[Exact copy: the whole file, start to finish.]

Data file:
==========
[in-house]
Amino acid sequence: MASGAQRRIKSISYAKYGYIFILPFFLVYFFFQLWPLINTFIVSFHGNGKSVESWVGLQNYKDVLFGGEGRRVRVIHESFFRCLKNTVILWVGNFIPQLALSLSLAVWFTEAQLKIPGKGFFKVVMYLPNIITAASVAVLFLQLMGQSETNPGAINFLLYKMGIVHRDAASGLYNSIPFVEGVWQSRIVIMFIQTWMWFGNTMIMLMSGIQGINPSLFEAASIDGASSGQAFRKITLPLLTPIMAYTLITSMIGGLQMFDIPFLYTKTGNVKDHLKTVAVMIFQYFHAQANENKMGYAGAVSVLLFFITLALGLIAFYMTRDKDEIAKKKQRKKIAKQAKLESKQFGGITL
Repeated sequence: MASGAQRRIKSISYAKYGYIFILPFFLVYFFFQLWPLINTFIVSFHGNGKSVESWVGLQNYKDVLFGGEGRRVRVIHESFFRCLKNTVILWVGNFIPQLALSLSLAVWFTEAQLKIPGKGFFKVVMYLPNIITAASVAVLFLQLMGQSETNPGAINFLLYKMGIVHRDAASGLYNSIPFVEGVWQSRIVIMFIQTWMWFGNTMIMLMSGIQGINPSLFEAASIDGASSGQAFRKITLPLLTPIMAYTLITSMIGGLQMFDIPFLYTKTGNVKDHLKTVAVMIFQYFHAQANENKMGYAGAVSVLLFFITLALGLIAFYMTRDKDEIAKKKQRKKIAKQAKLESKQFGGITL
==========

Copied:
[in-house]
Amino acid sequence: MASGAQRRIKSISYAKYGYIFILPFFLVYFFFQLWPLINTFIVSFHGNGKSVESWVGLQNYKDVLFGGEGRRVRVIHESFFRCLKNTVILWVGNFIPQLALSLSLAVWFTEAQLKIPGKGFFKVVMYLPNIITAASVAVLFLQLMGQSETNPGAINFLLYKMGIVHRDAASGLYNSIPFVEGVWQSRIVIMFIQTWMWFGNTMIMLMSGIQGINPSLFEAASIDGASSGQAFRKITLPLLTPIMAYTLITSMIGGLQMFDIPFLYTKTGNVKDHLKTVAVMIFQYFHAQANENKMGYAGAVSVLLFFITLALGLIAFYMTRDKDEIAKKKQRKKIAKQAKLESKQFGGITL
Repeated sequence: MASGAQRRIKSISYAKYGYIFILPFFLVYFFFQLWPLINTFIVSFHGNGKSVESWVGLQNYKDVLFGGEGRRVRVIHESFFRCLKNTVILWVGNFIPQLALSLSLAVWFTEAQLKIPGKGFFKVVMYLPNIITAASVAVLFLQLMGQSETNPGAINFLLYKMGIVHRDAASGLYNSIPFVEGVWQSRIVIMFIQTWMWFGNTMIMLMSGIQGINPSLFEAASIDGASSGQAFRKITLPLLTPIMAYTLITSMIGGLQMFDIPFLYTKTGNVKDHLKTVAVMIFQYFHAQANENKMGYAGAVSVLLFFITLALGLIAFYMTRDKDEIAKKKQRKKIAKQAKLESKQFGGITL